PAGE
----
Jason Anderson is the founding Technical Support Coordinator at DSST-MS @ Noel Campus and celebrating his third year at DSST. He works to support both staff and students alike as a tech and as an ear to listen. With his cohorts, Amy Sheren, Pavielle Pena, and Kevin Perkins,  they organize Noel's LGBTQ+ club, the Spectrum League, to provide a safe space for LGTBQ+ students. Anderson wears many hats at Noel, but his talents are appreciated from his time as an Assistant Director of iD Tech Camps at the University of Denver, to his time as a saucier with  Root Down. Anderson is the son of an Irish immigrant and a Filipino immigrant and grew up in rural Oklahoma and overseas in Ireland. Anderson has lived in Denver since 2006 and is happily married to his husband, Greg since 2015. They are proud members of the Montbello community.

Catherine Otto recently joined DSST as Chief Operating Officer. She grew up as the fourth child of parents who immigrated to New Jersey from Taiwan and witnessed first-hand how a great education (coupled with hard work) can change the trajectory of someone’s life. Prior to coming to DSST, Catherine worked as an attorney, for the CIA, and for two other education companies. She also spent a year and a half living in Taiwan in her 20s, where she had the opportunity to develop fluency in Mandarin, learn more about Taiwanese culture, and develop a strong love of Taiwanese food!

Sophia Leung is the Affective Needs Center Program Co-Lead at Henry Middle School. She joined the DSST network as the Affective Needs Center Program Lead this past academic year. She was born and raised in West Hartford, Connecticut, to two Taiwanese immigrant parents. Growing up bi-lingual, in a multicultural household, was one of the reasons that she pursued education. Sophia aspired to be a leader and role-model to other culturally-diverse students. She was the first in her family to go to college; she attended the University of Connecticut for her bachelor's in special education and later on went to obtain a master's in elementary education from Relay Graduate School of Education.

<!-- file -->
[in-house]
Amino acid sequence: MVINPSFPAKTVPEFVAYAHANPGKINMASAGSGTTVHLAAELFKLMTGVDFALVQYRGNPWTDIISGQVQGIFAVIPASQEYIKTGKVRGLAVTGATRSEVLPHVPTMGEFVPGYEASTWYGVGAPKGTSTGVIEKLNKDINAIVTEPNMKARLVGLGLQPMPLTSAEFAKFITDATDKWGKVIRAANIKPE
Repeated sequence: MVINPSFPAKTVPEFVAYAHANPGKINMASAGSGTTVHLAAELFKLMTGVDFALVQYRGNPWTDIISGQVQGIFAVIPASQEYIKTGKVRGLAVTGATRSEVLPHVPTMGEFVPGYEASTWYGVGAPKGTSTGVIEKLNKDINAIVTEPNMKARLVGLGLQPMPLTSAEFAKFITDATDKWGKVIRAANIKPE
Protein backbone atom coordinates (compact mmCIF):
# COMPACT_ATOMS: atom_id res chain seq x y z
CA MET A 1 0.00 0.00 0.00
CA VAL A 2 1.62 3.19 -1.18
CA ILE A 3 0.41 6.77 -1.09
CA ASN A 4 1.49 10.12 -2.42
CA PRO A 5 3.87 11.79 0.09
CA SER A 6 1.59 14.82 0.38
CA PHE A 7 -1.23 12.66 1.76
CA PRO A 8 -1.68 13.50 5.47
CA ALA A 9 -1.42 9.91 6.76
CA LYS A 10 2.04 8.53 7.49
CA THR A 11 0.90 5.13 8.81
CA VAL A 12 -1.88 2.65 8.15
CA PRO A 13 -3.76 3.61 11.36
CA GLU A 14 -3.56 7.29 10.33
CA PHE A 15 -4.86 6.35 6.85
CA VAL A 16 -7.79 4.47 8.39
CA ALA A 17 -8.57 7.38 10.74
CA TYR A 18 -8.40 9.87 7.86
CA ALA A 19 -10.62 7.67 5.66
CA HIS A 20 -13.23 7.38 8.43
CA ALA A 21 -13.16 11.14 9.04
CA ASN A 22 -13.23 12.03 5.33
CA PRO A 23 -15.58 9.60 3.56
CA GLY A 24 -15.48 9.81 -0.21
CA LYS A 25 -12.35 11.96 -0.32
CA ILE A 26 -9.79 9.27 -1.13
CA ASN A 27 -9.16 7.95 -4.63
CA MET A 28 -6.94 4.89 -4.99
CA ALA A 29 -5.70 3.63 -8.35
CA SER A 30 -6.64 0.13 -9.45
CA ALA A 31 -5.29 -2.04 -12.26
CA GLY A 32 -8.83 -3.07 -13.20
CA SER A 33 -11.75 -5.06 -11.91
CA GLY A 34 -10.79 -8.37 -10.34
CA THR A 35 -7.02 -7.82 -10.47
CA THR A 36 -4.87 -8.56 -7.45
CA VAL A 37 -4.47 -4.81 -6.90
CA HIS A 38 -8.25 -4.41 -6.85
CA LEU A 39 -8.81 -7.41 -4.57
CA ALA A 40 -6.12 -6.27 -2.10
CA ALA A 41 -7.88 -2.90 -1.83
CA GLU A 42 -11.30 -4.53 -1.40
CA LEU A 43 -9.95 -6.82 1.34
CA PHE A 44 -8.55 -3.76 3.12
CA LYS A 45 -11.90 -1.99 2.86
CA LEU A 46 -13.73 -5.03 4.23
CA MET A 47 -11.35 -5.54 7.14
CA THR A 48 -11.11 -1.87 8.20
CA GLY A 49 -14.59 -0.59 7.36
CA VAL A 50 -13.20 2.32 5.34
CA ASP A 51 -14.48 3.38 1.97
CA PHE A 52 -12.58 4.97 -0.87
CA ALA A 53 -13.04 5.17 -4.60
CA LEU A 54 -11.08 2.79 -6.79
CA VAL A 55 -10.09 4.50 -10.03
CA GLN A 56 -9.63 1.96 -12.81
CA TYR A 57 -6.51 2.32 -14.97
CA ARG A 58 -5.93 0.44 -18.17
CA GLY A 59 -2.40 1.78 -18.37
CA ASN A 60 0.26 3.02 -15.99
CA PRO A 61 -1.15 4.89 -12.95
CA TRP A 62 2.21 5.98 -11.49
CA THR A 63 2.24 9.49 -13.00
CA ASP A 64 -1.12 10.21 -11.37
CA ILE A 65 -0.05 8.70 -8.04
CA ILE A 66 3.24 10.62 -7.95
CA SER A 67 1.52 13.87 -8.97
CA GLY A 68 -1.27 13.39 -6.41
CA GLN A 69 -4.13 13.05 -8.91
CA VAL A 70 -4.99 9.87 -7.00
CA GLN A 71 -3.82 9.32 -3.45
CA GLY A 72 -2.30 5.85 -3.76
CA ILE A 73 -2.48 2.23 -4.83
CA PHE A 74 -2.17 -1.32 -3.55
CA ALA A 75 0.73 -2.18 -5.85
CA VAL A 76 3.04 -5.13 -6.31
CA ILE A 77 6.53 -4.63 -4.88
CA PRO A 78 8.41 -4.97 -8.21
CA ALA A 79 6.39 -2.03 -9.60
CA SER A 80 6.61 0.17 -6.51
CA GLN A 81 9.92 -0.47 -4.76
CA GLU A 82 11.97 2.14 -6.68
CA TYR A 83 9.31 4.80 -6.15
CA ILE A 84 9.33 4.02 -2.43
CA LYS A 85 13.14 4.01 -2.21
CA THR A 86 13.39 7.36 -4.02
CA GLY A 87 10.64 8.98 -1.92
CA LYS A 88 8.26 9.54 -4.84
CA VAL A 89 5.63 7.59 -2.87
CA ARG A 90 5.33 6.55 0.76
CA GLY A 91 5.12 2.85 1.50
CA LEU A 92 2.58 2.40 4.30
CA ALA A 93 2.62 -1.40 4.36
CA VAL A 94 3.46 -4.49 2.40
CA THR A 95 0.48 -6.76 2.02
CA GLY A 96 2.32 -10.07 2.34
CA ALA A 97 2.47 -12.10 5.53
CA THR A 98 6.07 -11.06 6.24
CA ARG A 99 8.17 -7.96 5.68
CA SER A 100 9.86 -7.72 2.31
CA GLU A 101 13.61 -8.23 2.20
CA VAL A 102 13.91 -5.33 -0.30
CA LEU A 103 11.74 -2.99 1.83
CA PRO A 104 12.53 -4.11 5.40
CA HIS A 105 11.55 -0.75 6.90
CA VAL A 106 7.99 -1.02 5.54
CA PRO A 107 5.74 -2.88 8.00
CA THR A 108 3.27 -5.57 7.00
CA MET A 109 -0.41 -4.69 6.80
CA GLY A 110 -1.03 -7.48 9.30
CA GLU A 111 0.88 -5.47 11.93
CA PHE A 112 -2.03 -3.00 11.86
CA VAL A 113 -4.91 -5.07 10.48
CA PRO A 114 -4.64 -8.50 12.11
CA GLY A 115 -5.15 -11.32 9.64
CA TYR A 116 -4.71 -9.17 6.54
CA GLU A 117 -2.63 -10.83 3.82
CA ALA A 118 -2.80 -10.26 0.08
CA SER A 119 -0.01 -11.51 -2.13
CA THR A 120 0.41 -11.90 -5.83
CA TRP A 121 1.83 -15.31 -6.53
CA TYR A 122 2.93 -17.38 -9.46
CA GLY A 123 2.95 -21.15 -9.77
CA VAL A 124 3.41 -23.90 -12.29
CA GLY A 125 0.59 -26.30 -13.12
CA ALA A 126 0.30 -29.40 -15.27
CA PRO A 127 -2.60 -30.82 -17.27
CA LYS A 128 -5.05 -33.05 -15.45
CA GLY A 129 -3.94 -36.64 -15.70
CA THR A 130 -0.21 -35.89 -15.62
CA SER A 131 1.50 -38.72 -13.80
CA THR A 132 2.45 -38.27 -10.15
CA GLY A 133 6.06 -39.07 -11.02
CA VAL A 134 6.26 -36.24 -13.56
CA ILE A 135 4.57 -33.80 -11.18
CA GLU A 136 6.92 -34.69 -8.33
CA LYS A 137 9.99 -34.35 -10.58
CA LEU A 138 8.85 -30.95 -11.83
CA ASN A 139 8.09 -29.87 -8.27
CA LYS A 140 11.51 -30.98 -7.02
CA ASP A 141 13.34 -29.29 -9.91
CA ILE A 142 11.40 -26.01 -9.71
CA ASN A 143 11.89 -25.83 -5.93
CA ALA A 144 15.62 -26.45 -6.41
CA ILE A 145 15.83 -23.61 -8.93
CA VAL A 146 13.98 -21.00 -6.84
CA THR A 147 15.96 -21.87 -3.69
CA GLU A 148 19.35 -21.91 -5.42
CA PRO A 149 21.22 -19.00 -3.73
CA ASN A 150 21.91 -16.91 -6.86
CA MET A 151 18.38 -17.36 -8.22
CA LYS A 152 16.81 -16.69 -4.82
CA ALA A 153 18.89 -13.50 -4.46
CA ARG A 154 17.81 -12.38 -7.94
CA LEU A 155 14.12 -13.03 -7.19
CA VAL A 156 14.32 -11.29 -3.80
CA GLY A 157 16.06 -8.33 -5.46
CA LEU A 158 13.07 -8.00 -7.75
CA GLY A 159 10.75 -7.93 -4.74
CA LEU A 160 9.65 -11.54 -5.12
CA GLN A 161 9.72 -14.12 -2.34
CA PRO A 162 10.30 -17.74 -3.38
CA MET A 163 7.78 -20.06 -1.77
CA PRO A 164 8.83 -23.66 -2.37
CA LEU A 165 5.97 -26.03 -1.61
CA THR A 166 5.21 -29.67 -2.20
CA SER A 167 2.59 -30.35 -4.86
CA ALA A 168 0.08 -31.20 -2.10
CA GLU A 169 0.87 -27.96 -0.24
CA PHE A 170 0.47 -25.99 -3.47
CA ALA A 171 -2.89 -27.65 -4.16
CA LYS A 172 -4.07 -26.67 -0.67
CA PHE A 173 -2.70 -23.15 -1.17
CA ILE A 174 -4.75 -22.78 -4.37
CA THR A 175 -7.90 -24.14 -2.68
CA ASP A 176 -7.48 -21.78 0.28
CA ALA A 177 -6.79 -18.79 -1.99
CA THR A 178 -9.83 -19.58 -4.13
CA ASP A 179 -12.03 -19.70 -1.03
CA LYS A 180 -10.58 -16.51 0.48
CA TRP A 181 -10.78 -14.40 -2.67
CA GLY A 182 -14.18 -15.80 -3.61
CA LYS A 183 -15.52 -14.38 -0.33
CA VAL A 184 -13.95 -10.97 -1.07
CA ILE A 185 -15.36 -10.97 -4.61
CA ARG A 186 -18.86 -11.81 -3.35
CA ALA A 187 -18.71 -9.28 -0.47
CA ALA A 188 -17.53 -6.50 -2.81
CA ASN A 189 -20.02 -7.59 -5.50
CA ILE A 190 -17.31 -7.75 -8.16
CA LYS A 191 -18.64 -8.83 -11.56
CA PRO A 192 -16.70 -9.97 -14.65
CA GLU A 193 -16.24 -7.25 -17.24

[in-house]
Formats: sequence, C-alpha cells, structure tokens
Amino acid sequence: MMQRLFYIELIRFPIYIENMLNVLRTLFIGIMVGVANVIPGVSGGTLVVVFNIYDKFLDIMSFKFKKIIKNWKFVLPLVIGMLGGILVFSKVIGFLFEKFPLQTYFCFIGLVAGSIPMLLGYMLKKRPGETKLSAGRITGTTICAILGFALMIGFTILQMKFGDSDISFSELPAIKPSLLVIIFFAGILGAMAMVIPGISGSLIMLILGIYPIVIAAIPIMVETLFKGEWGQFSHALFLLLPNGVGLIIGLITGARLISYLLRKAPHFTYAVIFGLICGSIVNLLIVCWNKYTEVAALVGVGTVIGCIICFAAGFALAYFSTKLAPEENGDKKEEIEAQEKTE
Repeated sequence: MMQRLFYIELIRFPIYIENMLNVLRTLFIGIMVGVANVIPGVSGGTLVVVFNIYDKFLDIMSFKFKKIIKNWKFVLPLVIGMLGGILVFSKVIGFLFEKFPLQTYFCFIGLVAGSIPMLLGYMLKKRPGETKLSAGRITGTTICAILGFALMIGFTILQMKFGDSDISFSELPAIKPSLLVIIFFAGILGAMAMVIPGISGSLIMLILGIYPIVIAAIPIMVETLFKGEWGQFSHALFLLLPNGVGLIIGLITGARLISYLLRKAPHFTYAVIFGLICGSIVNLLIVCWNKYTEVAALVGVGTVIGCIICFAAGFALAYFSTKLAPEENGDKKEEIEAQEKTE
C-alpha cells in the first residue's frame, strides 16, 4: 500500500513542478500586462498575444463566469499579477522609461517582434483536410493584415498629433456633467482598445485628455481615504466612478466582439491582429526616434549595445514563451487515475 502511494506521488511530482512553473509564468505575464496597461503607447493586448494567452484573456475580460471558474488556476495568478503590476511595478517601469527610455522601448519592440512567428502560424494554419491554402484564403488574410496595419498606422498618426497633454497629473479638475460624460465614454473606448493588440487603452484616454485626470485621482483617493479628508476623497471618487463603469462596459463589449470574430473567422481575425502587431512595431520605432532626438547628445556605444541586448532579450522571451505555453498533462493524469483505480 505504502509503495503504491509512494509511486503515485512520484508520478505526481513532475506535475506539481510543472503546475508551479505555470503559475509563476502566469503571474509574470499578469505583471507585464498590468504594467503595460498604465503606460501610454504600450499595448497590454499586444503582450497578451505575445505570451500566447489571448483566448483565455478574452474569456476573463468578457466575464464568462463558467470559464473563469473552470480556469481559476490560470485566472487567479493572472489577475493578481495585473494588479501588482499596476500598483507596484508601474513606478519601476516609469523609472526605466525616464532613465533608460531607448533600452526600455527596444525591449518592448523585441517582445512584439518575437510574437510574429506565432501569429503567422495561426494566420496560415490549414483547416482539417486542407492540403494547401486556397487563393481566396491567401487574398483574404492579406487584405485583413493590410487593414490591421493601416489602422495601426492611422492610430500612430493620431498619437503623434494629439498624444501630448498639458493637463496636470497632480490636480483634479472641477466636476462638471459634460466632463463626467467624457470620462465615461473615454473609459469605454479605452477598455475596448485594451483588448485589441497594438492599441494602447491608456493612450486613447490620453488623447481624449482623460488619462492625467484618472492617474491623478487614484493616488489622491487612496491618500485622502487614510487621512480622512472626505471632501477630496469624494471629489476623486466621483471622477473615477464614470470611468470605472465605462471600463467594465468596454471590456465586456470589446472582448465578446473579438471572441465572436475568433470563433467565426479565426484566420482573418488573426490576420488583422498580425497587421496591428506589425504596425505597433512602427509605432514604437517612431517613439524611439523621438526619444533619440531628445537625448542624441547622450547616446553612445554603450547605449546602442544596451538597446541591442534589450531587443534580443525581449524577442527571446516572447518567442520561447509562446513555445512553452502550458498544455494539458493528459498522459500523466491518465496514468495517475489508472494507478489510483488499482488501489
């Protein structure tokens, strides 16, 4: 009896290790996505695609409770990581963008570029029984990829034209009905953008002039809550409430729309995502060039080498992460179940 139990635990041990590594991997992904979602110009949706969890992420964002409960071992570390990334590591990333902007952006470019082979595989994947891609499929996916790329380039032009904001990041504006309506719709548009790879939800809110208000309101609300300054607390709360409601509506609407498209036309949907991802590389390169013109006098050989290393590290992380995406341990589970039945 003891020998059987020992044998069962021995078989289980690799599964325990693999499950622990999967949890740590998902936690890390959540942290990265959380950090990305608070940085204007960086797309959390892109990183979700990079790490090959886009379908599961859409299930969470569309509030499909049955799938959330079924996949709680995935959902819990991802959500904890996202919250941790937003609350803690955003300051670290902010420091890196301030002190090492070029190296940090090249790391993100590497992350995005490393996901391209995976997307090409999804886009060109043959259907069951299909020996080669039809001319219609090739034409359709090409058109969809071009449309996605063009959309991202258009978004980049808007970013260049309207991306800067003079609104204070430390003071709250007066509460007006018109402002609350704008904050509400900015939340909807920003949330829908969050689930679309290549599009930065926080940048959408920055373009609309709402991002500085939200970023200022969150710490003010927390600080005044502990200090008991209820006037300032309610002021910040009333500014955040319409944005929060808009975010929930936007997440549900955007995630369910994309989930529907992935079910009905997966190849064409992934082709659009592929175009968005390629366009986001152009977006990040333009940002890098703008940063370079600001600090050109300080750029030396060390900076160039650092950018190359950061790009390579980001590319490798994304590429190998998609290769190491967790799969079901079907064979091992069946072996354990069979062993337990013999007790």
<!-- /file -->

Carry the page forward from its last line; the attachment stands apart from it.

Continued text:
Niket Patel is the Director of Curriculum, Instruction, & Operations at Cole High School. Born in Olean, NY to Gujarati Indian immigrants, Niket was busy fighting small town stigma, racial lines, and endless boredom. Niket  went to a college in an even smaller town. Four years of even more hostile environments did not stop Niket from becoming the person he was destined to be. He eventually found education in Chicago. Now, Niket has found his home in Denver and has been educating for 11 years. Niket does not let the past dictate the future. 

Tuyet Nguyen is currently a math teacher at College View Middle School. She was born and raised in Vietnam and came to Denver when she was eight years old. Tuyet is the first in her family to attend and graduate from college, University of Denver! She found her passion for education through working at a nonprofit in Five Points then continued on to AmeriCorps and DSST. One of her reasons for working in education is that she believes in representations, that students should get to see teachers from all walks of life! She is proud to share her identity as a Vietnamese-American immigrant with her students to expand her students and community’s view of the model minority.

Natalie Jung is wrapping up her first year as Prep Academy Dean at Byers after teaching Composition at Montview for three years. She is a proud Hapa born and raised in Fullerton, California, to her Chinese dad and white mom. Some of her earliest and most treasured memories are from her first trip abroad, when she invited herself to accompany her grandparents on a two-week trip to China at the age of eight. After high school, Natalie moved to Austin to attend The University of Texas, where she experienced a bit of culture shock upon realizing it was uncommon to have come from a school (and town) whose population was nearly 50% Asian. She earned a master's from Loyola University Chicago, worked on a macadamia nut farm in New Zealand, and became a proud co-leader of Montview’s ACA and Byers’ APISA.